However, based on the ideals of “Moriyama’s passion for humanistic architecture that transforms society through an emphasis on values such as social justice, equality and inclusivity,” the Prize is expected to set itself apart from Pritzker’s focus on lifetime achievement.
London’s Royal Academy of Arts (RA) is selling off parts of their blockbuster architectural exhibition, Sensing Spaces. The Great Architecture Fair will see the seven practices behind the enormous installations select objects and materials from the exhibition to be repurposed as beautiful, unique items available to buy. In addition to these, the RA are offering members of the public the chance to experience the spaces out-of-hours “to give you your own exclusive moment in the exhibition.”
Ranging from a top step from Chilean architects Mauricio Pezo and Sofia von Ellrichshausen’s gargantuan installation for £450, to a bag of pebbles (plus certificate) from Li Xiaodong’s Zen Garden for £10, slices of one of the world’s most accessible architecture exhibitions in recent years are up for grabs.
Developers Forest City Ratner Companies (FCRC) and Greenland Group have decided to realize SHoP Architects’ original plan to top Brooklyn’s Barclays Center with a 130,000 square foot green roof. Though the design was first disregarded due to budget cuts, the developers have deemed it necessary to enhance the marketability the Atlantic Yards’ three residential towers – the first is currently underway – and dampen the noise from loud concerts. Little details have been released about the green roof’s design, however rumor has it that it might not be open to the public as it was originally intended.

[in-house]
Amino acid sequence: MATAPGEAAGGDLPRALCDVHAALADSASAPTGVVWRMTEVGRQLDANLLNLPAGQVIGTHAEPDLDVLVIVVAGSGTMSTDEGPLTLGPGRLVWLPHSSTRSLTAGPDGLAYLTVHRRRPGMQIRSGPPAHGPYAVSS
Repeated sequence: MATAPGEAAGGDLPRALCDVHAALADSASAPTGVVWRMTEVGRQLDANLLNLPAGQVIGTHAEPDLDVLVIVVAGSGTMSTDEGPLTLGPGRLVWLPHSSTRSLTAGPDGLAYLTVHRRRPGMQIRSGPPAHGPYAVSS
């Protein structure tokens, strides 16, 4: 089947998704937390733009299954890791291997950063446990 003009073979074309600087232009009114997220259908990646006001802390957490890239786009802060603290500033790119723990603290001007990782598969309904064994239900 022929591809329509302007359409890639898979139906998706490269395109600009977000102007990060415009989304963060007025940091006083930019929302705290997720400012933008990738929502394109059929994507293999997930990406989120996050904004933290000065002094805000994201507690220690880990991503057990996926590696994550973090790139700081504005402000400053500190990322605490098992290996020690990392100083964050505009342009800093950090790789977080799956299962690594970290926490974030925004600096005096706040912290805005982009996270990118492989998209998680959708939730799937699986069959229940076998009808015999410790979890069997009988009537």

Architects: Architecture Paradigm
Location: Mysore, Karnataka, India
Design Team: Manoj Ladhad, Vimal Jain, Sandeep J, Prajwal M Krishna, Supriya A G
Area: 45000.0 ft2
Photographs: Anand Jaju
The editors of PROJECT invite you to celebrate the release of Issue Three at common room, 465 Grand St., New York, NY, this Wednesday, April 9 from 7pm to 9pm. PROJECT investigates the possibilities for developing a a critical position in contemporary architecture. Publishing both visual and written work, the goal of PROJECT is to provide a platform for disseminating ideas.
Interiors is an online film and architecture journal, published by Mehruss Jon Ahi and Armen Karaoghlanian. Interiors runs an exclusive column for ArchDaily that analyzes and diagrams films in terms of space. Their Official Store will carry exclusive prints from these posts.
The first season of Nic Pizzolatto’s True Detective, the product of creator/writer Nic Pizzolatto and director Cary Fukunaga, focuses on Detective Rustin Cohle (Matthew McConaughey) and Detective Martin Hart (Woody Harrelson) as they search for clues on a grisly murder case. The series takes place in Louisiana in three distinct time periods; 1995, 2002 and 2012. Each time period has a distinct look, as characters and their surroundings change and evolve over time.
Cary Fukunaga, who comes from feature films such as Sin Nombre (2009) and Jane Eyre (2011), has always employed a distinct visual style in his work. In The Guardian, he discussed his approach to the direction of the show, noting that “one of my priorities as director was to defend craft despite the constraints on my time and budget.” In addition, he notes that he looked for specific moments in which he would treat the visual side of the medium with the same importance as the dialogue.
In the fourth episode, “Who Goes There,” he does just that, as he employs a lengthy, complex shot that brings the audience closer to the characters’ experience. This edition of INTERIORS will spatially break down that shot, revealing just how complex it was.